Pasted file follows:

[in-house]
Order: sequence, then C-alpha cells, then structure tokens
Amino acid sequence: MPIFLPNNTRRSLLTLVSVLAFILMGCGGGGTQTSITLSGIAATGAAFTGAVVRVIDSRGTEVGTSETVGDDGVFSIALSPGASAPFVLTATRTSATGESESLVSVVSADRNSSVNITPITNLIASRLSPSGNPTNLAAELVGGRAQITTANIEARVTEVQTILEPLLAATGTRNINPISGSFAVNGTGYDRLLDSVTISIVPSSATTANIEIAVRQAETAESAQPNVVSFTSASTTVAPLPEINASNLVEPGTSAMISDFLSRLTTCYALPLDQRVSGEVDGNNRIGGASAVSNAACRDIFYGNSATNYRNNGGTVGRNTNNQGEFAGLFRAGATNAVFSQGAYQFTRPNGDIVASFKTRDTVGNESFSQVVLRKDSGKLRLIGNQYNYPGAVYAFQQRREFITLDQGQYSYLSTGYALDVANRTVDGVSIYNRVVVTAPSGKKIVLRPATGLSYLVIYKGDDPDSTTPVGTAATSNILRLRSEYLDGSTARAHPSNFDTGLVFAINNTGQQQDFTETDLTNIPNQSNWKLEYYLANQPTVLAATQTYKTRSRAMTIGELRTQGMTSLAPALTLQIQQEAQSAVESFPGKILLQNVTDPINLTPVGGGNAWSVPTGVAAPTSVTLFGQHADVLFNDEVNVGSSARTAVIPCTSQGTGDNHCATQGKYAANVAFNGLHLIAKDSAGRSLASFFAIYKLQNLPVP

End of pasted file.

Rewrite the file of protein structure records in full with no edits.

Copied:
[in-house]
Order: sequence, then C-alpha cells, then structure tokens
Amino acid sequence: MPIFLPNNTRRSLLTLVSVLAFILMGCGGGGTQTSITLSGIAATGAAFTGAVVRVIDSRGTEVGTSETVGDDGVFSIALSPGASAPFVLTATRTSATGESESLVSVVSADRNSSVNITPITNLIASRLSPSGNPTNLAAELVGGRAQITTANIEARVTEVQTILEPLLAATGTRNINPISGSFAVNGTGYDRLLDSVTISIVPSSATTANIEIAVRQAETAESAQPNVVSFTSASTTVAPLPEINASNLVEPGTSAMISDFLSRLTTCYALPLDQRVSGEVDGNNRIGGASAVSNAACRDIFYGNSATNYRNNGGTVGRNTNNQGEFAGLFRAGATNAVFSQGAYQFTRPNGDIVASFKTRDTVGNESFSQVVLRKDSGKLRLIGNQYNYPGAVYAFQQRREFITLDQGQYSYLSTGYALDVANRTVDGVSIYNRVVVTAPSGKKIVLRPATGLSYLVIYKGDDPDSTTPVGTAATSNILRLRSEYLDGSTARAHPSNFDTGLVFAINNTGQQQDFTETDLTNIPNQSNWKLEYYLANQPTVLAATQTYKTRSRAMTIGELRTQGMTSLAPALTLQIQQEAQSAVESFPGKILLQNVTDPINLTPVGGGNAWSVPTGVAAPTSVTLFGQHADVLFNDEVNVGSSARTAVIPCTSQGTGDNHCATQGKYAANVAFNGLHLIAKDSAGRSLASFFAIYKLQNLPVP